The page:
Assessing and Addressing Maternal Sepsis

April 2018

Every pregnant or recently pregnant woman is at risk of an infection that could trigger maternal sepsis. Sepsis is a life-threatening condition that occurs when the body’s response to infection causes injury to its own tissues and organs.

Despite it being one of the main causes of maternal death and leading to about 35,000 deaths every year, the true burden of maternal sepsis is presently unknown, due to a lack of data.

To address this, the World Health Organization (WHO) – with the support of for Mothers – embarked on a multi-country study (known as the Global Maternal Sepsis Study, or “GLOSS”), which engaged 53 low-, middle- and high-income countries across all six WHO regions to assess the issue of maternal sepsis.

In order to better understand and help quantify why and how sepsis affects women, GLOSS recruited over 3,000 women with suspected or confirmed infection in over 600 participating facilities in late 2017. During this period, data was collected on how providers identified and managed maternal infections until women were discharged from the hospital. The new and potential identification criteria is being tested and validated in this large global study, with the goal of accelerating the reduction of avoidable deaths due to sepsis among mothers and babies. To learn more, you can read the released study protocol or visit the study website.

Since awareness is the first step to preventing maternal sepsis, an important component of the initiative has focused on empowering healthcare providers in the participating facilities to suspect, treat and prevent sepsis in women and newborns. A number of resources were developed to help them learn more about sepsis and the campaign, help them engage their communities, and equip their teams with the knowledge they need to identify and prevent maternal and neonatal sepsis in their facilities. In addition, through infographics, posters, and press releases over 1,000 people globally were engaged in the campaign, uniting to help raise awareness of sepsis and to ensure the issue receives the attention it needs to save women’s lives.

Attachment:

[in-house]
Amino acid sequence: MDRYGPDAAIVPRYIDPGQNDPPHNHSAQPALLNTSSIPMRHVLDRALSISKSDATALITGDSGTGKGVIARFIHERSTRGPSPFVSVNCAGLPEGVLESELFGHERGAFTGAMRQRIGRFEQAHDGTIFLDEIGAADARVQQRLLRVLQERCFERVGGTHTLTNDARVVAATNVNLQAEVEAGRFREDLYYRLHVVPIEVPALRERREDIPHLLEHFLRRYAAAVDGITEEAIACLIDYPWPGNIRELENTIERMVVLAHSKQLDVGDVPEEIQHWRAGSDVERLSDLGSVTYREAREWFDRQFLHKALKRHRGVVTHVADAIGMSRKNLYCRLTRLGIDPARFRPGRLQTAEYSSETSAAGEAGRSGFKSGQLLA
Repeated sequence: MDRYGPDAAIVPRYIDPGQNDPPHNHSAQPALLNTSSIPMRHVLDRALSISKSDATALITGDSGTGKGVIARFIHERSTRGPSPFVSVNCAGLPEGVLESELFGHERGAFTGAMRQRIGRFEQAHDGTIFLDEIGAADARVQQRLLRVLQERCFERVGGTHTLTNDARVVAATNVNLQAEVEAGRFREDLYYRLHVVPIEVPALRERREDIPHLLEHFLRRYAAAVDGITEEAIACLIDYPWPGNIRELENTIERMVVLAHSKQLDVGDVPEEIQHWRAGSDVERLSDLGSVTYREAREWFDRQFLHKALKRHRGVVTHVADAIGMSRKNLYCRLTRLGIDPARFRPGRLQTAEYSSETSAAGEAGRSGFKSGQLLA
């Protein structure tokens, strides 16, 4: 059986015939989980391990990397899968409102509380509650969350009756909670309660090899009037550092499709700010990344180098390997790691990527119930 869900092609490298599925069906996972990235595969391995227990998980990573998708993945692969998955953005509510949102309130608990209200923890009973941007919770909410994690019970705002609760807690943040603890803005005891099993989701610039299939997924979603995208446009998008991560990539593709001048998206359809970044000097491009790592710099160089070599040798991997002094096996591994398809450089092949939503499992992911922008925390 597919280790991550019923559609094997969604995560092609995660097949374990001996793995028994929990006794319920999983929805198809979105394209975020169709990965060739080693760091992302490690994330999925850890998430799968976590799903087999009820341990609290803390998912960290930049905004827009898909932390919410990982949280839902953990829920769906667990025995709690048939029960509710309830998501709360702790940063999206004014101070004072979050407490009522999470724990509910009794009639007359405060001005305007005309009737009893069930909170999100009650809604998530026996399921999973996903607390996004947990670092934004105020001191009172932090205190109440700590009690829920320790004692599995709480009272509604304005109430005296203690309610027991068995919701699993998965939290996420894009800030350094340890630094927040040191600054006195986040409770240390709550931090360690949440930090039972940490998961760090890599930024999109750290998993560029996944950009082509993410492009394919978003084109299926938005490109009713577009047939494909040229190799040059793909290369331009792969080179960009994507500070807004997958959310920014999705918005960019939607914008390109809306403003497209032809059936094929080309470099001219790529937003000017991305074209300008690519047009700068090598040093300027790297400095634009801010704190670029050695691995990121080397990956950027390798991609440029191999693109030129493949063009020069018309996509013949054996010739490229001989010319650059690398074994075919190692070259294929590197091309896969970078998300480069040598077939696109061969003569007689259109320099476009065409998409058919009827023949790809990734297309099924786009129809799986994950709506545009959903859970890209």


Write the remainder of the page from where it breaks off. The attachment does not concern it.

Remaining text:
Voices from the field

  • Implementation of the campaign changed the way the city’s providers acted. First, it helped in bridging the gap between academics and providers, which, in turn, helped motivate the entire staff around the study. The campaign helped us all feel more committed with the study. And, most importantly, it helped shed light on a problem (maternal sepsis) that we hadn’t made public before. (Cali, Colombia)
  • In (our) facility there was already a protocol for sepsis early recognition, but the campaign, as well as the study made it come alive again. Sepsis was on everyone's eyes and mouths. The teams were very permeable to knowledge and eager to recognize and treat sepsis immediately. (Campinas, Brazil)
  • Participation in the campaign allowed me to see that we can find cases of maternal sepsis in the most diverse locations in a facility. And that invariably the most complex cases were those resulting from a condition that was neglected or treated incorrectly/untimely. (Maputo, Mozambique)